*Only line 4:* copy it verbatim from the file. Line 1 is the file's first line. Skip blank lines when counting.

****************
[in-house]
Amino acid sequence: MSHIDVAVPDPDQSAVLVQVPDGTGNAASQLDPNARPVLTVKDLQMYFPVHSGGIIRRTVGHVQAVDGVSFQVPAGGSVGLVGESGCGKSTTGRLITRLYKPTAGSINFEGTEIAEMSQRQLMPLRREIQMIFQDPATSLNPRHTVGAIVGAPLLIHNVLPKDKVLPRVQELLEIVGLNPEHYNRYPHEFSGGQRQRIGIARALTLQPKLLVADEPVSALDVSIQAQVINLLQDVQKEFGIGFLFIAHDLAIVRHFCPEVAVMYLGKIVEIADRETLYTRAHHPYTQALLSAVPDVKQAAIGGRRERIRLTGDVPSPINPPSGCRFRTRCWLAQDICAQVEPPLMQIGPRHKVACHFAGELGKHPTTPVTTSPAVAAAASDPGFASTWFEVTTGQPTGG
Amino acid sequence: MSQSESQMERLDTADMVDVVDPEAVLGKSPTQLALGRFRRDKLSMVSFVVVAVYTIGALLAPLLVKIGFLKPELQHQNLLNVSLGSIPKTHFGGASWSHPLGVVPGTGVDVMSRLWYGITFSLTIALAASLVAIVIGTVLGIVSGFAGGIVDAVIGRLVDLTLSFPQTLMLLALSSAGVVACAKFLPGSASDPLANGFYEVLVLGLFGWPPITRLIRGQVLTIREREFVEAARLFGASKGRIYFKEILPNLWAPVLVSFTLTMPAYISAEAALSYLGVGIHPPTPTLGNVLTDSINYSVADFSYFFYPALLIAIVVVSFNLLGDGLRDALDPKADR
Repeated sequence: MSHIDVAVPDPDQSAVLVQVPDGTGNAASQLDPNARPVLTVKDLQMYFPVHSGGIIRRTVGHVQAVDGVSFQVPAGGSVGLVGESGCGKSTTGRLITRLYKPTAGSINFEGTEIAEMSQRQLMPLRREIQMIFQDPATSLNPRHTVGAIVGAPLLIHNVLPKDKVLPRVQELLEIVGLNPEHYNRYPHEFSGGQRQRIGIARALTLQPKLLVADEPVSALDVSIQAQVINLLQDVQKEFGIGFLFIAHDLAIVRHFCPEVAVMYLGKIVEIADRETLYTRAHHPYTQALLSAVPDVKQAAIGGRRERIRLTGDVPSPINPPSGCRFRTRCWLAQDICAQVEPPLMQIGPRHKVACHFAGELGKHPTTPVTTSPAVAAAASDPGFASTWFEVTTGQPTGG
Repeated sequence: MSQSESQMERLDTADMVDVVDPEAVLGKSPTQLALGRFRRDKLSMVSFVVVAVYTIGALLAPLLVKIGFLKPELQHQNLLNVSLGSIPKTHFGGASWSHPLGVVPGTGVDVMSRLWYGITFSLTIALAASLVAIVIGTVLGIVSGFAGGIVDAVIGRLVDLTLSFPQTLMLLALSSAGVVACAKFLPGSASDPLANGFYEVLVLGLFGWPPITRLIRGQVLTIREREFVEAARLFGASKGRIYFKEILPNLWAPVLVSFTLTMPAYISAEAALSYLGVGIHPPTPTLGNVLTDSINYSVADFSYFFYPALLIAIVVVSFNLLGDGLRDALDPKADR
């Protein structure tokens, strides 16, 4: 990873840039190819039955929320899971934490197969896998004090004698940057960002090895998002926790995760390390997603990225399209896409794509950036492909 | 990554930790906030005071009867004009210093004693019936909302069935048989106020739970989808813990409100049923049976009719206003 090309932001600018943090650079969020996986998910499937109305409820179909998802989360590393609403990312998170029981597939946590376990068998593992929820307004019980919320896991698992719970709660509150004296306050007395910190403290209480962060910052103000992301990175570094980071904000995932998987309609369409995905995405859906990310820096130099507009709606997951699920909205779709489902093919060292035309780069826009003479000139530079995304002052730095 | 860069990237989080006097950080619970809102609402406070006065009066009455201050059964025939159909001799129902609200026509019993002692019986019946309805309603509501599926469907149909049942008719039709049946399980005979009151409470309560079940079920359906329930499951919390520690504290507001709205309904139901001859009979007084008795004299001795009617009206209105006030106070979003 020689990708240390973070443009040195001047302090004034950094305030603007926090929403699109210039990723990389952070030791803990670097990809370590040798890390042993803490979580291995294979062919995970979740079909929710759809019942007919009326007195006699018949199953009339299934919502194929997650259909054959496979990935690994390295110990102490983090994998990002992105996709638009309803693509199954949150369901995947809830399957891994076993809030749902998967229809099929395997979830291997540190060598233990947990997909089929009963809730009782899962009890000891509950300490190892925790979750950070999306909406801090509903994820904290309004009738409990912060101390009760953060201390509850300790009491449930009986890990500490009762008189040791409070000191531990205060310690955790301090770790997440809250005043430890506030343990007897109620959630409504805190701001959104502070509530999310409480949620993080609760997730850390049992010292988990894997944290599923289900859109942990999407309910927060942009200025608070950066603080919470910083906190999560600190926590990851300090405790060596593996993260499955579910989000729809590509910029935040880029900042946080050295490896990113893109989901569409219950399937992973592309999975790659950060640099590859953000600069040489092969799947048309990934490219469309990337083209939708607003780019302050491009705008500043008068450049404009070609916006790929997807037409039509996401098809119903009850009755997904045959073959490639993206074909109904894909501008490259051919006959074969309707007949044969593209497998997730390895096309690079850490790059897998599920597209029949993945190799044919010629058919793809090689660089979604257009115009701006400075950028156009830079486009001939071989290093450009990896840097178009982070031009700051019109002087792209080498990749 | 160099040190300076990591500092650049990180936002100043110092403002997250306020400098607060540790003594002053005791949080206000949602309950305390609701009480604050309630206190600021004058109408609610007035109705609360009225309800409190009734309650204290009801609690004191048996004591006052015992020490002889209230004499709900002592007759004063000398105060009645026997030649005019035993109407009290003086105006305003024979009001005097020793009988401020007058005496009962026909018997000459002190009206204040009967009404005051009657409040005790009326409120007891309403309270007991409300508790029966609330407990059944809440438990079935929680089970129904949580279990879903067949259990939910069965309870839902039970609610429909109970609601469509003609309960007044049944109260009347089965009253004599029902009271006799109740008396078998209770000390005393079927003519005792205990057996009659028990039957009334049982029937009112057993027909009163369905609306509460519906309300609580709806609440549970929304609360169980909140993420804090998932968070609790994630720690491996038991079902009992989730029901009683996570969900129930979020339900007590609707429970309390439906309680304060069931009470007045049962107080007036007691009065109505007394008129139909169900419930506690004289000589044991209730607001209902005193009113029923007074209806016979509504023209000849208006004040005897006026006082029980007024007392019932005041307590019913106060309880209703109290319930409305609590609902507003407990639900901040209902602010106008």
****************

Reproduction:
Repeated sequence: MSHIDVAVPDPDQSAVLVQVPDGTGNAASQLDPNARPVLTVKDLQMYFPVHSGGIIRRTVGHVQAVDGVSFQVPAGGSVGLVGESGCGKSTTGRLITRLYKPTAGSINFEGTEIAEMSQRQLMPLRREIQMIFQDPATSLNPRHTVGAIVGAPLLIHNVLPKDKVLPRVQELLEIVGLNPEHYNRYPHEFSGGQRQRIGIARALTLQPKLLVADEPVSALDVSIQAQVINLLQDVQKEFGIGFLFIAHDLAIVRHFCPEVAVMYLGKIVEIADRETLYTRAHHPYTQALLSAVPDVKQAAIGGRRERIRLTGDVPSPINPPSGCRFRTRCWLAQDICAQVEPPLMQIGPRHKVACHFAGELGKHPTTPVTTSPAVAAAASDPGFASTWFEVTTGQPTGG